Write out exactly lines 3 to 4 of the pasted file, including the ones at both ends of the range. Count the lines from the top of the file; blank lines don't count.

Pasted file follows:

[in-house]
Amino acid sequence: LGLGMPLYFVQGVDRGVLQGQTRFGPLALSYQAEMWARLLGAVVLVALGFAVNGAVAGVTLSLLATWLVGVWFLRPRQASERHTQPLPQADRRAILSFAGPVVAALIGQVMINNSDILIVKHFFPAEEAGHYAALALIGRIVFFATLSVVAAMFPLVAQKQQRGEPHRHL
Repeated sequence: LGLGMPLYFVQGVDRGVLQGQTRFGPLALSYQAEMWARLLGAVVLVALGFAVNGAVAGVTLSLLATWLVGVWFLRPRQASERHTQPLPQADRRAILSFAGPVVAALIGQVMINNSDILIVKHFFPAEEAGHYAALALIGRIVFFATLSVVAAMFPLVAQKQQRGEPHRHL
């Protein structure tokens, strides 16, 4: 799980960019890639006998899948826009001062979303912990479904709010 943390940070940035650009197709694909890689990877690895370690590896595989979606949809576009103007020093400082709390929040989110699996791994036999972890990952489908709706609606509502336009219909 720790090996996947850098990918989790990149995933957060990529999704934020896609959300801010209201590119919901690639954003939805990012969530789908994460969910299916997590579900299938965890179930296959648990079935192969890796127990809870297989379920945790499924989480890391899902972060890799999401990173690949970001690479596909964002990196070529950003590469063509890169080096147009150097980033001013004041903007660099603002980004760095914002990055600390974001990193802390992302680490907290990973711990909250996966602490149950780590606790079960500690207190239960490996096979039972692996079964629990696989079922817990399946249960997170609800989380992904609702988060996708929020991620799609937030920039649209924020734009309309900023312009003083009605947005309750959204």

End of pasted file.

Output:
Repeated sequence: LGLGMPLYFVQGVDRGVLQGQTRFGPLALSYQAEMWARLLGAVVLVALGFAVNGAVAGVTLSLLATWLVGVWFLRPRQASERHTQPLPQADRRAILSFAGPVVAALIGQVMINNSDILIVKHFFPAEEAGHYAALALIGRIVFFATLSVVAAMFPLVAQKQQRGEPHRHL
């Protein structure tokens, strides 16, 4: 799980960019890639006998899948826009001062979303912990479904709010 943390940070940035650009197709694909890689990877690895370690590896595989979606949809576009103007020093400082709390929040989110699996791994036999972890990952489908709706609606509502336009219909 720790090996996947850098990918989790990149995933957060990529999704934020896609959300801010209201590119919901690639954003939805990012969530789908994460969910299916997590579900299938965890179930296959648990079935192969890796127990809870297989379920945790499924989480890391899902972060890799999401990173690949970001690479596909964002990196070529950003590469063509890169080096147009150097980033001013004041903007660099603002980004760095914002990055600390974001990193802390992302680490907290990973711990909250996966602490149950780590606790079960500690207190239960490996096979039972692996079964629990696989079922817990399946249960997170609800989380992904609702988060996708929020991620799609937030920039649209924020734009309309900023312009003083009605947005309750959204």